December 7th A Day That Will Live In Infamy

The Attack On Pearl Harbor: A Date That Will Live In Infamy, History, And Our Hearts

December 7 is perhaps the single most solemn date on each and every American citizen’s calender. As President Franklin Delano Roosevelt so eloquently stated, it is a date that will truly live in infamy. Seventy one years ago, on December 7, 1941, the nation of Japan launched a surprise attack on the American military base in Pearl Harbor, Hawaii and killed 2402 Americans. All eight of the US Navy’s battleships were sunk or heavily damaged, three cruisers went to the bottom, three destroyers disappeared beneath the waves, and 188 aircraft were destroyed.

As great as the impact of the attack on Pearl Harbor was on the United States Armed Forces, the impact on the American people was far greater. The nation was still in the throes of the isolationist mood that prevailed after World War One, and the long suffering citizens of our great country were still trying to recover fully from the nightmare of the Great Depression.

The last thing Americans wanted or expected was to become involved in World War Two. Before the guns were finally silenced in 1945, 16,596,639 Americans served in the military to defeat the Nazis in Europe and Hirohito’s Japanese Imperial Forces in the Pacific. 416,837 loyal Americans were killed, 683,846 Americans were maimed or wounded, and 130,000 of our brave citizens, including many civilians, became prisoners of war.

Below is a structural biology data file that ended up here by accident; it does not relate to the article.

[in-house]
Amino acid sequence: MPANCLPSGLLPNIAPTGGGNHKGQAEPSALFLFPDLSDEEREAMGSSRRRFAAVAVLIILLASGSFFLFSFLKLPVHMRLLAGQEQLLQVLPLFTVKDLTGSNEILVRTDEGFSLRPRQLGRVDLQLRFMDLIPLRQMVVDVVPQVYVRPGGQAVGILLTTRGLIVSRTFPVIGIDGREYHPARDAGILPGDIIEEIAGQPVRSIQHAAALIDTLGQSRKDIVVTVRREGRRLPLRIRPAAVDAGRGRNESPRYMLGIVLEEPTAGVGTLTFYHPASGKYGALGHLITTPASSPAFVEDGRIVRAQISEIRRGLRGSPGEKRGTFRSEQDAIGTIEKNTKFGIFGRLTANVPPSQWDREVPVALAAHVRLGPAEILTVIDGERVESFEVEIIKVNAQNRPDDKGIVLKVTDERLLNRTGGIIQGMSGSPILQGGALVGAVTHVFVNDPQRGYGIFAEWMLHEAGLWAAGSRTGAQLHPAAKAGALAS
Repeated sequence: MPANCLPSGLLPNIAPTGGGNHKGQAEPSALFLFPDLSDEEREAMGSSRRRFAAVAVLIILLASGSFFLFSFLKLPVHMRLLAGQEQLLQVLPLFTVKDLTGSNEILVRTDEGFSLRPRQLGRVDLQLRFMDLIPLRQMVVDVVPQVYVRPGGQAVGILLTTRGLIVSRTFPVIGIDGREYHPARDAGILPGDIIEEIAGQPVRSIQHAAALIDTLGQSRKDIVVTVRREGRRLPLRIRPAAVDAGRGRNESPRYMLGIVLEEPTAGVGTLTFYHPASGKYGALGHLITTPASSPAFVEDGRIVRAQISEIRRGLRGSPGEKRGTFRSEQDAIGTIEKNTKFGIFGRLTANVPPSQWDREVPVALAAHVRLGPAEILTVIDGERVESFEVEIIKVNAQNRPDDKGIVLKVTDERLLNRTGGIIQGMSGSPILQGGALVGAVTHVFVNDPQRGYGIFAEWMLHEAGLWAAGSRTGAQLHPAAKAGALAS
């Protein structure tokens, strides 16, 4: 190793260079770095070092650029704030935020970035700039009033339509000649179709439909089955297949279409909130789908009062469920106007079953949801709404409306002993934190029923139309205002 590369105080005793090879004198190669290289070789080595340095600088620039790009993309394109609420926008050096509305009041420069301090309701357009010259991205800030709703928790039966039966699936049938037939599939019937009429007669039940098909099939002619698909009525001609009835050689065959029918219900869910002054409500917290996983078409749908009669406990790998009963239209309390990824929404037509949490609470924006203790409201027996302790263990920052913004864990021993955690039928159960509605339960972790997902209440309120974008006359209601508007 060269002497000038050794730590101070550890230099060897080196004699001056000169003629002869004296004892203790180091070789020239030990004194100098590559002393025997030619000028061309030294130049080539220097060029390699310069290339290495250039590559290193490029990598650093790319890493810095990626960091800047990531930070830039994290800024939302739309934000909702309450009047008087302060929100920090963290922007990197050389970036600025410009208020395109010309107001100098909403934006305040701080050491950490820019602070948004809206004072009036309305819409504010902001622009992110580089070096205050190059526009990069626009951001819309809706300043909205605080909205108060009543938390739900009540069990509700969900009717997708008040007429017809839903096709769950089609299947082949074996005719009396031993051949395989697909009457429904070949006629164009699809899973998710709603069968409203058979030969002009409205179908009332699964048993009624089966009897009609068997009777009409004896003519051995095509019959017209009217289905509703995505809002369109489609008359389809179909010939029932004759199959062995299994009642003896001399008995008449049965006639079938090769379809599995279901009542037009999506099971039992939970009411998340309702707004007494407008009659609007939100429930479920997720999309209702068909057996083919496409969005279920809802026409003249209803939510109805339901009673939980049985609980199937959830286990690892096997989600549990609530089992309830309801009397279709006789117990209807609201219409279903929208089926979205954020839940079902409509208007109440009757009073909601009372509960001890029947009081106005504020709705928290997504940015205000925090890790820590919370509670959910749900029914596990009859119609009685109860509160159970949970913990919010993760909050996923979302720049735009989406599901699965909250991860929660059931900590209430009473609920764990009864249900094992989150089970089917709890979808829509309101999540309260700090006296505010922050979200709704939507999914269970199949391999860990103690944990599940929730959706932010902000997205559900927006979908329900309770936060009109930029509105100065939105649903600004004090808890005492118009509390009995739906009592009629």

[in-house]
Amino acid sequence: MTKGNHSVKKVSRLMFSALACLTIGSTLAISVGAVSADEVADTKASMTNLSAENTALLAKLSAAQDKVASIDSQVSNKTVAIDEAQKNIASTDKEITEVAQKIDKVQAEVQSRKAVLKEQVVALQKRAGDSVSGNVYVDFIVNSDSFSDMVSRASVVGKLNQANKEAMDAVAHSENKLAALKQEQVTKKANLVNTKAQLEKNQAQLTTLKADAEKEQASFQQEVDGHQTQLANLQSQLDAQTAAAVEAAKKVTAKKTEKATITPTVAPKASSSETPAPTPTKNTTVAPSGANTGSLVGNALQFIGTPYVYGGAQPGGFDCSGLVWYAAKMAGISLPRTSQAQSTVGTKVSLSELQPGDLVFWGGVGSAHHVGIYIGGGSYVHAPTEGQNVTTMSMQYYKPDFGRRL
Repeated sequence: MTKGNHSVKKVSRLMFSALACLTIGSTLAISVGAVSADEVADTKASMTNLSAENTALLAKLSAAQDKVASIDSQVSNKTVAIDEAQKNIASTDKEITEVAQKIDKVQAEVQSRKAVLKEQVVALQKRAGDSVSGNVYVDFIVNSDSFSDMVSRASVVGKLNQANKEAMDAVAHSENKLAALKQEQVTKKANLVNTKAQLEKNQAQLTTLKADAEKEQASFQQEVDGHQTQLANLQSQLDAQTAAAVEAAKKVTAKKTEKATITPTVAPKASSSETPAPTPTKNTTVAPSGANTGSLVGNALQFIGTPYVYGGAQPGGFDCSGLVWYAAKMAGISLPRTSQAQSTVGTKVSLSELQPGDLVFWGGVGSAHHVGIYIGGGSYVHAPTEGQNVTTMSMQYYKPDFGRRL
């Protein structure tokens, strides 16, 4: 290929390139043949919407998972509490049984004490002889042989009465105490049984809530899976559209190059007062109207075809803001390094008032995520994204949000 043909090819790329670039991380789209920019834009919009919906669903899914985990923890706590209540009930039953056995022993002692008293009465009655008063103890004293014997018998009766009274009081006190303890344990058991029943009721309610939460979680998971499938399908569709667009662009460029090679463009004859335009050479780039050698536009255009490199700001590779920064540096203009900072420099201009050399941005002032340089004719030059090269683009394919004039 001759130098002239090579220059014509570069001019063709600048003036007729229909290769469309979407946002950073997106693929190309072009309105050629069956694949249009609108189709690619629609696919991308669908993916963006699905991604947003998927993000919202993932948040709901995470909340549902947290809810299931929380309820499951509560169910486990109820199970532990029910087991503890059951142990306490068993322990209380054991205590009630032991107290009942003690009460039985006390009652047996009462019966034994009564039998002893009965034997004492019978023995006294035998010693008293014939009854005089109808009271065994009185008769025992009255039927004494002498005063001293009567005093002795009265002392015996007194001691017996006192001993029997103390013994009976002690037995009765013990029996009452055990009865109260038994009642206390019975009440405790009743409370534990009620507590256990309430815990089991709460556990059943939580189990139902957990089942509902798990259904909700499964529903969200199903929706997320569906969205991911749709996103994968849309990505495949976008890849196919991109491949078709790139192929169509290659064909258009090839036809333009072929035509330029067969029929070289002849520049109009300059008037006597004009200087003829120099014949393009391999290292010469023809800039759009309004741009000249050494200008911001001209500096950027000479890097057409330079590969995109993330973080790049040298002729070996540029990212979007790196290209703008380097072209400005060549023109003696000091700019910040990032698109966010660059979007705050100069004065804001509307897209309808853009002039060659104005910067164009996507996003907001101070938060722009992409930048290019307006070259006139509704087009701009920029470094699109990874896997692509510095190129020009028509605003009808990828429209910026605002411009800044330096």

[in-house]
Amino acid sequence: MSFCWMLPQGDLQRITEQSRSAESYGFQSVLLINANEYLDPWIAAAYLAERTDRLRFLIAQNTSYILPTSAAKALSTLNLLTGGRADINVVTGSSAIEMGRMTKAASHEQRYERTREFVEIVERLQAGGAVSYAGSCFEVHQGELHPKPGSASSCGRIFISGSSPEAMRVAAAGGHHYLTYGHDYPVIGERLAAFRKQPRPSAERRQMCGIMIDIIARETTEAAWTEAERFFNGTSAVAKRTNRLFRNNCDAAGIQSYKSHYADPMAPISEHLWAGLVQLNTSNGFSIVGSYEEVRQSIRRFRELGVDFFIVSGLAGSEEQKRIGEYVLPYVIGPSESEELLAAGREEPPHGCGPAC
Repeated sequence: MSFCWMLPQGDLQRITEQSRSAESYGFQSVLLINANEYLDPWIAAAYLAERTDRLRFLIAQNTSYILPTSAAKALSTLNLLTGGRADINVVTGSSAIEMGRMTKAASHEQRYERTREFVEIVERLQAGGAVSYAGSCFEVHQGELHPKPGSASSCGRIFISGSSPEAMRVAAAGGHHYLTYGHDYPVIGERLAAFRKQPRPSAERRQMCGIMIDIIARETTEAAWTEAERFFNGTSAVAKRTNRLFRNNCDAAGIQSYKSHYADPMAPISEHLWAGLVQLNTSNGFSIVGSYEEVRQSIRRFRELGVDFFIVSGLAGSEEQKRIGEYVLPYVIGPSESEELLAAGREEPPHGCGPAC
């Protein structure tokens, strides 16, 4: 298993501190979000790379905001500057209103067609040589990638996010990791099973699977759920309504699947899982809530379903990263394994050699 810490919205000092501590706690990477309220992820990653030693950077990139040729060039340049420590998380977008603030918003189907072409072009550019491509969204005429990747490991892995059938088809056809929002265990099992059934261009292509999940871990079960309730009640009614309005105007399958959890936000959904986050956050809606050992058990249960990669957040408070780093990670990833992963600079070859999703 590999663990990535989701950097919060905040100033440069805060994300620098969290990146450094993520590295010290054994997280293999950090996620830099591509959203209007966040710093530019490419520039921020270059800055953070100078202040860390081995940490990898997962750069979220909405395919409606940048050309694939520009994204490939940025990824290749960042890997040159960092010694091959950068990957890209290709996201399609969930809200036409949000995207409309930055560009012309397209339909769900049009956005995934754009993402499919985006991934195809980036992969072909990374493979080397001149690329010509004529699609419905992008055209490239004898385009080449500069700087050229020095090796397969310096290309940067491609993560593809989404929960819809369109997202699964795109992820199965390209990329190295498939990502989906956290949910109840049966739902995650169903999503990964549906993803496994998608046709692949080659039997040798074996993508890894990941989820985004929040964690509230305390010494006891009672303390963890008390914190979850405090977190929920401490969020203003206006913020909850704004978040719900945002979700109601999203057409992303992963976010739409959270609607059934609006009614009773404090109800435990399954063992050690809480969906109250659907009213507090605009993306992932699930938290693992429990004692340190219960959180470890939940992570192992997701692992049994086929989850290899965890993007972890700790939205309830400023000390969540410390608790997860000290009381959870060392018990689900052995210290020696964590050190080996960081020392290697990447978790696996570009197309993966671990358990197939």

When the surrender document was signed on September 2, 1945 by humiliated Japanese foreign minister Mamoru Shigemitsu, acting on behalf of the Emperor of Japan and General Yoshijirō Umezu, Chief of the Army General Staff, acting on behalf of the Japanese Imperial General Headquarters, two atomic bombs had been dropped on Hiroshima and Nagasaki and our beautiful planet was changed forever.

Today, there is a new generation and sadly, many of them have no idea what happened in Pearl Harbor on that quiet December morning. Kids will be happy to tell you the name of their favorite rapper or recite the lyrics of every song by Lady Gaga, but, if you show them a picture of the Arizona Memorial, it will probably have no significance what so ever. If you tell most youngsters that 353 Japanese fighters, bombers, and torpedo planes launched from six aircraft carriers and attacked Pearl Harbor, they might even think you are talking about a new video game.

The Wreck Of The Arizona Is A Grim Tribute To WW2
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